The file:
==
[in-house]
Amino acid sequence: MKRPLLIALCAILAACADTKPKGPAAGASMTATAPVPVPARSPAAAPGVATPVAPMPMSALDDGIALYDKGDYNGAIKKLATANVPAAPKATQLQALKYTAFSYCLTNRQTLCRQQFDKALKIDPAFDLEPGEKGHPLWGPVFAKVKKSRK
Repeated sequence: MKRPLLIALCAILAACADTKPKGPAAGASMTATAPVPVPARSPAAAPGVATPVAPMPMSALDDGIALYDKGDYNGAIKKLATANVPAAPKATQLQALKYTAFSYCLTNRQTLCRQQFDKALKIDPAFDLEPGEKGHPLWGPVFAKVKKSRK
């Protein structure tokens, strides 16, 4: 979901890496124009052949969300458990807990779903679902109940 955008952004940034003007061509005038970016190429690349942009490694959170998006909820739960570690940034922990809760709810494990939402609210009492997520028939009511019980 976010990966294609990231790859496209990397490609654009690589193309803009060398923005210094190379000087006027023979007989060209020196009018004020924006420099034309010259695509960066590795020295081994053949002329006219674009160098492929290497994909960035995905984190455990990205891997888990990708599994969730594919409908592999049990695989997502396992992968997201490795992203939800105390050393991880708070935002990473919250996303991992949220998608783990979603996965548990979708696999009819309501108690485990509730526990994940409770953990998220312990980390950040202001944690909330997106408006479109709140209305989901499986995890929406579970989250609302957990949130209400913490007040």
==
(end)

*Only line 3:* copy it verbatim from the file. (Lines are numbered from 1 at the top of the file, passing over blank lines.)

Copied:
Repeated sequence: MKRPLLIALCAILAACADTKPKGPAAGASMTATAPVPVPARSPAAAPGVATPVAPMPMSALDDGIALYDKGDYNGAIKKLATANVPAAPKATQLQALKYTAFSYCLTNRQTLCRQQFDKALKIDPAFDLEPGEKGHPLWGPVFAKVKKSRK